Sony ends $10 billion merger with India’s Zee, setting stage for legal row

By Nishit Navin and Chris Thomas

BENGALURU (Reuters) -Japan’s Sony Group scrapped plans on Monday for a $10 billion merger of its Indian unit with Zee Entertainment, ending a deal that could have created one of the South Asian nation’s biggest TV broadcasters.

The collapse of the deal in content-hungry India creates more uncertainty for TV broadcaster Zee in particular as competition heats up, with Disney also seeking to merge its Indian businesses with the media assets of billionaire Mukesh Ambani’s Reliance.

Zee told Indian stock exchanges Sony was seeking $90 million in termination fees for alleged breaches of their merger agreement and emergency interim relief by “invoking arbitration”. Zee said it denies all claims made by Sony and would take appropriate legal action.

Sony said in a statement certain “closing conditions” to the merger were not satisfied despite “good faith discussions” with Zee, and the companies had been unable to agree upon an extension by their Jan. 21 deadline.

“After more than two years of negotiations, we are extremely disappointed … We remain committed to growing our presence in this vibrant and fast-growing market,” it added.

While neither Sony nor Zee elaborated on Monday on which conditions had been unfulfilled, a stalemate over who will lead the combined company had put the merger in danger.

Zee had proposed that CEO Punit Goenka take the helm, but Sony balked after he became the subject of an investigation by India’s market regulator. Zee said on Monday Goenka had been “agreeable to step down in the interest of the merger”.

A source with direct knowledge however said Sony was not keen to proceed unless Goenka backed out before the closure of the merger, rather than after the deal had been sealed as he had proposed.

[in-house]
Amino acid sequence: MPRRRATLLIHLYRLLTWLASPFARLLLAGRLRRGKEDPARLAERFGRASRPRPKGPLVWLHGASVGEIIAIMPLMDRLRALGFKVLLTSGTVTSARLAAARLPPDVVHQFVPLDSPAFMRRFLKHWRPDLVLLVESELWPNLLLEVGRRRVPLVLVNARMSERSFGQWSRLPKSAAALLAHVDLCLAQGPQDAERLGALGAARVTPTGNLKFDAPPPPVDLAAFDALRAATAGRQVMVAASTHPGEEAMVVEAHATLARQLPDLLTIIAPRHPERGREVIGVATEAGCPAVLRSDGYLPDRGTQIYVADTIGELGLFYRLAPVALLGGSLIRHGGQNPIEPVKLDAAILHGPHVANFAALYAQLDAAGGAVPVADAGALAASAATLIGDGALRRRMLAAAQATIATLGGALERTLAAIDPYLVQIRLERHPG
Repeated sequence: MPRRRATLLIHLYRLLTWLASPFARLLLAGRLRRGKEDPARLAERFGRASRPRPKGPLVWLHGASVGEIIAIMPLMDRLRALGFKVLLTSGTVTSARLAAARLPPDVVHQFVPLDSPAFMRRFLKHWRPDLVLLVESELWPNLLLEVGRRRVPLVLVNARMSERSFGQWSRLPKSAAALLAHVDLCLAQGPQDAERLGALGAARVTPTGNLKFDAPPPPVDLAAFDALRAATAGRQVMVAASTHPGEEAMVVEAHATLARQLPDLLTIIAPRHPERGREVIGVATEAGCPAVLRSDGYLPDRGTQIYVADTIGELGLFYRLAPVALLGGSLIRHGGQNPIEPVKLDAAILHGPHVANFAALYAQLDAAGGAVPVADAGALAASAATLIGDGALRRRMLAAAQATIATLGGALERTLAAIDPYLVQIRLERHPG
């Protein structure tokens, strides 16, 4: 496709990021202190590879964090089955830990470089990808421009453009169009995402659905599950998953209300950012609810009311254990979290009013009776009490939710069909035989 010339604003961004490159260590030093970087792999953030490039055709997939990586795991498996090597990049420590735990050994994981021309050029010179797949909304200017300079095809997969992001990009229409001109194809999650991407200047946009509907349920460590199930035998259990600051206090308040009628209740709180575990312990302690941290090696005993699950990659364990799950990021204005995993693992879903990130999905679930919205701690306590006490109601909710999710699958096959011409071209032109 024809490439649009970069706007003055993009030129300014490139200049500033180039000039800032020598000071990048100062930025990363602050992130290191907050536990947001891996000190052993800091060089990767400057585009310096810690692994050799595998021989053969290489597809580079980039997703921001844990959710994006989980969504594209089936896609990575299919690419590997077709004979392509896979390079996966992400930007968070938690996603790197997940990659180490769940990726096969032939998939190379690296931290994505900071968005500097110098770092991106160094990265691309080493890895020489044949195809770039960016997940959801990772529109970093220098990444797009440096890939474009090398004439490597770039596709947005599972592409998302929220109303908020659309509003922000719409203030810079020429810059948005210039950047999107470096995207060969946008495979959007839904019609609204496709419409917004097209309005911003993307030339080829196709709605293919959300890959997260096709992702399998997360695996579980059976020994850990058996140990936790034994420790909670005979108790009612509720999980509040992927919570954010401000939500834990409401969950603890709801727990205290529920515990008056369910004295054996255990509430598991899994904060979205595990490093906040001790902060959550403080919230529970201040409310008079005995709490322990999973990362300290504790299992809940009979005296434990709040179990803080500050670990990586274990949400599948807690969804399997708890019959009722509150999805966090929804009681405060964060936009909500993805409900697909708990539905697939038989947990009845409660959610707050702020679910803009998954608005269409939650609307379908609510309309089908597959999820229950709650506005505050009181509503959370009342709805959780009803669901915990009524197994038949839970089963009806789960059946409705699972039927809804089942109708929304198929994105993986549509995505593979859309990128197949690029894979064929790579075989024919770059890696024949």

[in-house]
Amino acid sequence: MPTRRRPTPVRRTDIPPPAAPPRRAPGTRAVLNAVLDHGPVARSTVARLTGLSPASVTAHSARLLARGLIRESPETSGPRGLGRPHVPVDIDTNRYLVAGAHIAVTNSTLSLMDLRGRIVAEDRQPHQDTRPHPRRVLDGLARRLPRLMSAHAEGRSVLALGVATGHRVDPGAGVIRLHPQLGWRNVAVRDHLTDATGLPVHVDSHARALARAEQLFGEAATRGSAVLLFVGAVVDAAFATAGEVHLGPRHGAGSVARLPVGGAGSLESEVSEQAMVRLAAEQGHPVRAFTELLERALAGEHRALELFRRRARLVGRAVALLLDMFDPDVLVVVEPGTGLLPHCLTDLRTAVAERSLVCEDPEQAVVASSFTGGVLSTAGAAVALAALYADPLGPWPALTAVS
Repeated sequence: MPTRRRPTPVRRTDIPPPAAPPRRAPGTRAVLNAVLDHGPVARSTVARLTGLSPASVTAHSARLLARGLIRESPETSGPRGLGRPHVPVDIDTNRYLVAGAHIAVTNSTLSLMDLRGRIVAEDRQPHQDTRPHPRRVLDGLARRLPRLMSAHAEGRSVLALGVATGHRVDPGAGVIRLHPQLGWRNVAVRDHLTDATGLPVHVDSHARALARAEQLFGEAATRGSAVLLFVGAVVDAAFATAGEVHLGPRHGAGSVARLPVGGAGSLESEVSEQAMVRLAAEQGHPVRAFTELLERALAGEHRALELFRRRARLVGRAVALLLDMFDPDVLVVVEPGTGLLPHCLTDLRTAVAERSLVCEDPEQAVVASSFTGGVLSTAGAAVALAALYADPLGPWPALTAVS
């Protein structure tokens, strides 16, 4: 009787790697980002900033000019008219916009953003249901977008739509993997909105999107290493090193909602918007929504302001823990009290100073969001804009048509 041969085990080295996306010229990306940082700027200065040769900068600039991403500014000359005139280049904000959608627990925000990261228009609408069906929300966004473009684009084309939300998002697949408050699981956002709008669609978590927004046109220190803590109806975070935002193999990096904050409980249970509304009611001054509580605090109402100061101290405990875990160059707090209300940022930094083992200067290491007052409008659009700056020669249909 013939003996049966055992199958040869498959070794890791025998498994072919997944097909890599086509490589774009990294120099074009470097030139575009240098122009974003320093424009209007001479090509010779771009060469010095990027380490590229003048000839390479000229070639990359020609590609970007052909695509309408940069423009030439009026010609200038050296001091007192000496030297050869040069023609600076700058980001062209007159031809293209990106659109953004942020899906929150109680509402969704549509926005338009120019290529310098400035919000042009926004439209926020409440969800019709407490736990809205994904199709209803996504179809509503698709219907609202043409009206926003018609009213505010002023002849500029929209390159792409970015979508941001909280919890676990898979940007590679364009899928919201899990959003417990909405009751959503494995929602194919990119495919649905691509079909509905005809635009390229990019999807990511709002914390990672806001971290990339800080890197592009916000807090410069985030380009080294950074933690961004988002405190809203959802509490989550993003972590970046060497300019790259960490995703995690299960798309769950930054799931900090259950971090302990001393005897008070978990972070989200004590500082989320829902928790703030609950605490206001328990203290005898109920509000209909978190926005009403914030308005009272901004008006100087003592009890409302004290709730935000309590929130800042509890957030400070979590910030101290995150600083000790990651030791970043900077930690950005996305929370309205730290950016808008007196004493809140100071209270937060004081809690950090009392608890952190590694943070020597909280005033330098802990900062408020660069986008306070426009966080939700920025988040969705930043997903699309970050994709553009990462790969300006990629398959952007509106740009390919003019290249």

Last year, the Securities and Exchange Board of India barred Goenka from holding directorships at any listed company, accusing him of being involved in diverting Zee’s funds to the group’s other listed entities.

Goenka denied the allegations. An Indian tribunal lifted the ban on him in October but said he would have to cooperate with any investigation by the regulator.

The executive, who was in India’s Ayodhya city to attend the grand opening of a Lord Ram temple, wrote on X that he sees the collapse of the Sony deal as “a sign from the Lord”, adding he would move forward by strengthening his company for stakeholders.

Zee is currently contending with declines in advertising revenue and cash reserves. Its cash reserves fell to 2.48 billion rupees in the six months ended Sept. 30 from 5.88 billion rupees a year earlier.

The Indian company said it had undertaken several steps for the Sony deal resulting in “one-time and recurring costs”, but will now “continue to evaluate organic and inorganic opportunities for growth”.

With channels in segments like news and entertainment in Hindi and other languages, Zee has for years been a household name in India. It was set up in 1992 by Subhash Chandra, Goenka’s father, who is often dubbed the “Father of Indian Television”.

Sony, which too has entertainment channels in India and a streaming service, together with Zee would have had a portfolio of 90 plus channels.

“The failure of the Zee-Sony merger will be disappointing for shareholders – this merger had the potential to materially change industry dynamics,” said Hetal Dalal, president and chief operating officer of Institutional Investor Advisory Services.

Sony said it did not expect any material impact from the termination to its estimates for the year ending in March, as it had not factored the deal into its outlook.

Zee shares are down about 8% from their levels before the merger was first announced in September 2021.

(Reporting by Nishit Navin, Kashish Tandon, Chandni Shah and in Bengaluru; Writing by Chris Thomas and Aditya Kalra; Editing by Stephen Coates, Edwina Gibbs, Muralikumar Anantharaman, Louise Heavens and Jan Harvey)